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Lecture

Week 1 and 2 Readings 2700

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Department
Sociology
Course
SOC 2700
Professor
Scott Brandon
Semester
Fall

Description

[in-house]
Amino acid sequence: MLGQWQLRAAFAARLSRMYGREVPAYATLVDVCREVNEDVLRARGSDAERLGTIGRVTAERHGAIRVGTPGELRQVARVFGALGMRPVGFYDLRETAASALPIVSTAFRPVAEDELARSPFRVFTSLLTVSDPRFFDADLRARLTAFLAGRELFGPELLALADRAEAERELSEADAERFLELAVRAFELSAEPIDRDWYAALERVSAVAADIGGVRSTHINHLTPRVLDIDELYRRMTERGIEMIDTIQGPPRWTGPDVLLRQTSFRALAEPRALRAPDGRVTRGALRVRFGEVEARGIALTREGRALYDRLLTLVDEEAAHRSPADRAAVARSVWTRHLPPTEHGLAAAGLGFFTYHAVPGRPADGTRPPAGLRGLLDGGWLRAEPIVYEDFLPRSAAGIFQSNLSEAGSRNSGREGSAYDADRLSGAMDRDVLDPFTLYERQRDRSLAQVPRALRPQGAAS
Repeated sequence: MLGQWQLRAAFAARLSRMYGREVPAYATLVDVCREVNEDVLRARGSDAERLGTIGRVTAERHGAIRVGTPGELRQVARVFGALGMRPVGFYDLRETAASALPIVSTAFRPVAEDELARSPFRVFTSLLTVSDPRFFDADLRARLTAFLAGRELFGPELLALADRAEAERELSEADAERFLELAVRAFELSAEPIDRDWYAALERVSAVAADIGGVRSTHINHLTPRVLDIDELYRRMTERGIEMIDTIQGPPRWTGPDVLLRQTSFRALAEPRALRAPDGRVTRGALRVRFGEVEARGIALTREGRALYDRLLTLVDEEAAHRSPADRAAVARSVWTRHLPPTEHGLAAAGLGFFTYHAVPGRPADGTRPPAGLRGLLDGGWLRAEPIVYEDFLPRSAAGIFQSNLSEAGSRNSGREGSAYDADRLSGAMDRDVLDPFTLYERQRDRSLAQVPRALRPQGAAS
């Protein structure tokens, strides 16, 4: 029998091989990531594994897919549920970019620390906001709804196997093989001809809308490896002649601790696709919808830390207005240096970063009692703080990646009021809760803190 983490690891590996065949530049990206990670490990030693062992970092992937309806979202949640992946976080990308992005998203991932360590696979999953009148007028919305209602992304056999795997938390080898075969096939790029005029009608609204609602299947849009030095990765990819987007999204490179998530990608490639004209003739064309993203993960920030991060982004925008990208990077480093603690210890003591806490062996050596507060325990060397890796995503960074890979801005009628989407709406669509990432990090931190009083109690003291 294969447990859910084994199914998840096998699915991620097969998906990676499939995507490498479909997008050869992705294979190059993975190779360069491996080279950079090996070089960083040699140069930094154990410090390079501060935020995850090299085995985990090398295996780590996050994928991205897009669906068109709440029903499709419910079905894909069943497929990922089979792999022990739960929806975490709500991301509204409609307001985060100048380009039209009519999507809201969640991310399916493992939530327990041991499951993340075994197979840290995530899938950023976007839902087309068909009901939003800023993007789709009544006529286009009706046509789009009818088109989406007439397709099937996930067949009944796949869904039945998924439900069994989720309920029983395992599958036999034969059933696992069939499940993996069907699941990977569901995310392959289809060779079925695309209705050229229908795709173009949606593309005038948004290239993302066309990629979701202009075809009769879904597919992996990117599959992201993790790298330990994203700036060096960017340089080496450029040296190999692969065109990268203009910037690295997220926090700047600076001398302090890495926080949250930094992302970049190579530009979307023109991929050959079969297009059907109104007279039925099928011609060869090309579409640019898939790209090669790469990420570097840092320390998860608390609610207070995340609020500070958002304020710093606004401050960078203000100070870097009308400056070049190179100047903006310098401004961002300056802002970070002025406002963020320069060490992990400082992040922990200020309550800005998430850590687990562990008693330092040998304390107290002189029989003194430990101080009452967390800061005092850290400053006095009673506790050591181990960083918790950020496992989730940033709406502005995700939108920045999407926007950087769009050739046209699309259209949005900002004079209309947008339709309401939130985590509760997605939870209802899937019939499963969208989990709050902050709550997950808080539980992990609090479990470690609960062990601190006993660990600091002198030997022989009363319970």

Week 1 Readings Chapter 1 Three Types of Crime Explanation 1. External Factors  nature, cosmology, and demonology Nature = the weather Cosmology = the moon, demonology Demonology = deformities (can curse someone) In previous years (thousands of years ago) people believed that some people had control over external forces = made it rain in one area and not the other, eclipse of the moon with the wave of a hand, and children being born with down syndrome 2. Internal Factors  internal causes are things like biological characteristics – genetic make-up of people. Some internal causes also include illness and deficiency. 3. Group Association  is not based off of external forces or internal causes, but the actual social forces = where they grew up (social environment). It looks at the social aspects of a criminal. What their mom and dad were like. Were they abused? Did they take drugs? Etc. Scientific Theories  One of a kind natural explanations  make statements about the relationships between observable phenomena  Some scientific theories make statements about the relationship between the certainty or severity of criminal punishments and the volume of criminal behaviours in society  Because they make statements about the relationships among observable phenomena, a key characteristic of scientific theories is that they can be falsified  if the observations are inconsistency with the assertions of the theory, then the theory is falsified Causation in Scientific Theories  Causation in scientific theories means 4 things 1. Correlation 2. Theoretical rationale 3. Time sequence 4. Absence of spuriousness (inaccuracy)  Correlation = things tend to vary systematically in relation to each other. A negative correlation is when more of one thing tends to be associated with less of the other.  Correlation, whether positive or negative, is necessary for causation, but correlation alone is not sufficient for causation  Theoretical Rationale = correlation and theoretical rationale are also not enough to infer causation.  Time Sequence = if the discipline comes first and the delinquency comes later, then we would conclude that the discipline causes the delinquency. But if the delinquency comes first and the discipline comes later, we would conclude that the delinquency causes the discipline  Absence of Spuriousness = the relationship between delinquent behavior and parental disciplinary techniques would be spurious. Examples of Things Previously Seen as Deviant but NOT Anymore  Practicing homosexuality  Adultery  Abortion  Divorce  Birth control Three Frames of Reference 1. The view that intelligence and rationality are fundamental human characteristics and are the basis for explaining human behaviour. Humans are said to be capable of understanding themselves and of acting to promote their own best interests. They key to progress is said to be intelligent behaviour that is brought about by careful training and education. (this is the frame of reference of classical criminology  criminologists attempt to design and test a system of punishment that will result in a minimal occurrence of crime. 2. The view that behavior is determined by factors beyond the individual’s control. This view implies that humans are not self-determining agents who are free to do as they wish and as their intelligence directs. Criminologists attempt to identify the causes of criminal behavior, and today most criminologists take a multiple-factor approach (there are many factors that can increase or decrease the likelihood of a person engaging in criminal behavior). 3. The view that the causes of criminal behaviour are essentially similar to the causes of legal behaviors, so that the search for the causes of crime is ultimately futile. Criminologists who take this view attempt to explain why some behaviours are legally defined as criminal while other similar behaviors are not. Theories of the behavior of criminal law suggest that the volume of crime and the characteristics of criminals are determined primarily by the enactment and enforcement of laws. Relationship Among the Three Frames of Reference  there is no contradiction between a spiritual approach and the various natural approaches described earlier  classical criminologists hold the view that crime can be judged in terms of deliberateness, intent and understanding of right and wrong  positivist criminologists reject the free will of classical criminologists, but within this frame of reference, some criminologists focus on social factors and largely ignore biological and psychological factors  neither the classical nor the positivist frames of reference accurately represent crime as a social phenomnenon The Classical School of Criminology (1680-1800)  Tied to the enlightenment period  Importance of free will  Role of hedonism (self-interest)  Social contract  Role of punishment  Utilitarianism (greatest good, for the greatest amount of people) The enlightenment period was how we think things  punishment, laws, etc. Hedonistic people are motivated in 2 ways = they seek out pleasure, but avoid the pain and consequences. This means that hedonists are self-interested; they only look out for themselves. Free will is a very important aspect as to why people commit crimes. The basis of social contract is that people have to give certain things up to be part of it (example: you can’t run into a room and yell “fire” = some people may feel unsafe, etc.). Social contract is a form of relationship (it is a give and take relationship). Something is given up in return for something else. Social contract is important when we look at the classical school of criminology. The role of punishment is what punishment would be most effective. Utilitarianism argues that the greatest good for the greatest amount of people is important because the laws, and authority figures, need this view. When they have this view there becomes a balance in society. Week Two Readings Chapter Two – Classical Criminology Today classicism includes 3 different but related strands of theory and research, all of which are related to practical policy recommendations to reduce crime. The Social and Intellectual Background of Classical Criminology  Classical criminology was a protest against the spiritual explanations of crime in which the criminal justice policies were then based upon  One of the first “social contract” thinkers, Thomas Hobbes, substituted naturalistic arguments for the spiritualistic arguments. o He argued that people naturally pursue their own interests without caring about whether they hurt anyone else. (“war of each against all”; people only look out for themselves). o He then argued that people are rational enough to know this method is good for no one, so people agree to give up own selfish behaviour as long as everyone else does, he called this the “social contract”. o Social contract needs an enforcement mechanism (the state) in case some people cheat, therefore everyone who agrees to the contract also agrees to let the state use force to maintain the contract.  Other social contract philosophers, such as Locke, Montesquieu, Voltaire, and Rousseau followed Hobbes in constructing philosophies that included a natural and rational basis for explaining crime. Beccaria and the Classical School Classical criminology most often associated with Beccaria.  His work was based on a free-will rationalistic hedonism  Proposed a model of human choice that was based on the rational calculation of costs and benefits (punishments should be proportionate to the seriousness of offenses so that the cost of crime always exceeds its reward, therefore deters people from committing crime).  This model became the basis for all modern criminal justice systems.  He proposed reforms to make criminal justice practice more logical and rational.  His ideas to make the criminal justice system both just and effective include: 1. The role of the legislatures should be to define crimes and to define specific punishments for